Stargardt's disease nearly always arises from an inherited recessive gene. This means that both parents carry the gene. Each of their children has a 25% chance of inheriting a gene from each parent. Parents might not themselves have Stargardt's since they might have only one gene and two are required to cause Stargardt's.
In 1997, researchers identified the specific gene tied to Stargardt's. It is one of 19 known mutations of the ABCR gene which produces a protein required for energy transport to and from photoreceptor cells in the retina. The mutations cause a non-functioning protein that is unable perform its transport function. The dysfunctional ABCR protein allows fatty deposits to accumulate in the retina's RPE layer. The end result is that photoreceptor cells degrade with resulting vision loss.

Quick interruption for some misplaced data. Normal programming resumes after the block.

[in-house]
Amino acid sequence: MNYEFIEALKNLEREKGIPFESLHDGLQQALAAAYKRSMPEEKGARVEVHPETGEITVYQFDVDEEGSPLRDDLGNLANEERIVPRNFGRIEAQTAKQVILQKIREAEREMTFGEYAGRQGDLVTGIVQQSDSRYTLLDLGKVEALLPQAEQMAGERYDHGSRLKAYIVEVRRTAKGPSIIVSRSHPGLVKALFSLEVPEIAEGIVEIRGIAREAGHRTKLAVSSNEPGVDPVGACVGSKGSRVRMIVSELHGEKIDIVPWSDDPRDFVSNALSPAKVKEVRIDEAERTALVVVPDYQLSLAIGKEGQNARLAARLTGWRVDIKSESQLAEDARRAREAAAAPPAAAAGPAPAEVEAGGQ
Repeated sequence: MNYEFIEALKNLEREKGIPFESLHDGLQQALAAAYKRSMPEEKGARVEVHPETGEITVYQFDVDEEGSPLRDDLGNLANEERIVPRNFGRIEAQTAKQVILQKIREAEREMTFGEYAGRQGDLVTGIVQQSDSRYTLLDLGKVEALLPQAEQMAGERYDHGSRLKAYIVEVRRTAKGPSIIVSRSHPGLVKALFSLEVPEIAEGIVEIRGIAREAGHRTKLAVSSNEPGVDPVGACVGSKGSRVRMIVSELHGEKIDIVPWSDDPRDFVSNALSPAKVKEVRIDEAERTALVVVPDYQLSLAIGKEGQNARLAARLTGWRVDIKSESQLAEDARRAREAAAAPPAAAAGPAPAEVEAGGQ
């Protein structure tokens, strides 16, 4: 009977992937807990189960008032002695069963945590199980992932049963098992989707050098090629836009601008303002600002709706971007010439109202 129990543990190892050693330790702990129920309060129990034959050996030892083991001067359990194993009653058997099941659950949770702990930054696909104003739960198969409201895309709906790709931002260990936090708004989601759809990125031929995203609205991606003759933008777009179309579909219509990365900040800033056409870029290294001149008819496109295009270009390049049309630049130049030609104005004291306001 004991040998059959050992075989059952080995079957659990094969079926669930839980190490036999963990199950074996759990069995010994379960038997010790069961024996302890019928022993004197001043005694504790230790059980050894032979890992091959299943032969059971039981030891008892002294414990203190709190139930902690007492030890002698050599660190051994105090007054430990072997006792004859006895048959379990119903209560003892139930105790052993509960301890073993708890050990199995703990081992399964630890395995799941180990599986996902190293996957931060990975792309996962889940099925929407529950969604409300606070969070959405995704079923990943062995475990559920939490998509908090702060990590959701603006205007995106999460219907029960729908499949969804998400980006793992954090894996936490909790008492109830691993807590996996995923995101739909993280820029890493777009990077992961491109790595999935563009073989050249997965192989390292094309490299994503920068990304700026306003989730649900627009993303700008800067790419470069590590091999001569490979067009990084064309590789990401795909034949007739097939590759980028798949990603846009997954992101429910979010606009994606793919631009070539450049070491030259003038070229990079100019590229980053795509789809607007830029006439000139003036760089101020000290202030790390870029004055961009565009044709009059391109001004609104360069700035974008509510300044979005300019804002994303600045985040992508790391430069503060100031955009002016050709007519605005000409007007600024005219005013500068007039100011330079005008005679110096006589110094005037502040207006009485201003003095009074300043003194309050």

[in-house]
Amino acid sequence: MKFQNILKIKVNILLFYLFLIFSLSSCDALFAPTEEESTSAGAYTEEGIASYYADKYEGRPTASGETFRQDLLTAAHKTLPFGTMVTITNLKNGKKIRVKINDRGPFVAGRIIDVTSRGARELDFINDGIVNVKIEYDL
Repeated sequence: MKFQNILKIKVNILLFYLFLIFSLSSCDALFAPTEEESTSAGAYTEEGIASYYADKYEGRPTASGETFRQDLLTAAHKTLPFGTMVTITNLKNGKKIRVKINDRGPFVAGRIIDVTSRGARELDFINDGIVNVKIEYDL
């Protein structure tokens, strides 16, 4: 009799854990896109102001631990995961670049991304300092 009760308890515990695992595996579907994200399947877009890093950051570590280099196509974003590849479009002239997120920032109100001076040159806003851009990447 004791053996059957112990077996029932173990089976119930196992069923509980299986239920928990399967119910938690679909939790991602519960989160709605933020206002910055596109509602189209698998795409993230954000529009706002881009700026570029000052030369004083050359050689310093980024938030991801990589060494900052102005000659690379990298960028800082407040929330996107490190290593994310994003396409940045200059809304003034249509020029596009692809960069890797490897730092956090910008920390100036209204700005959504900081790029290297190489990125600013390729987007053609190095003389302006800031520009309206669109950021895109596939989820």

Currently, there is no effective treatment for Stargardt's disease. Research does suggest that supplementation with betacarotene and Vitamin A should be avoided as those with Stargardt's have difficulty breaking down this vitamin in the eyes.
This can result in additional toxicity to the retina.
Current research shows that UV-protective sunglasses can help slow the progression of Stargardt's disease. Researchers have observed that mice with a mutation of their ABCR gene who were reared in dark environments had almost no lipofuscin deposits. Researchers are investigating whether injection of human embryonic stem cells has some benefit.
Self Help Tips
- To learn more about vitamins and
supplements see retinal support information.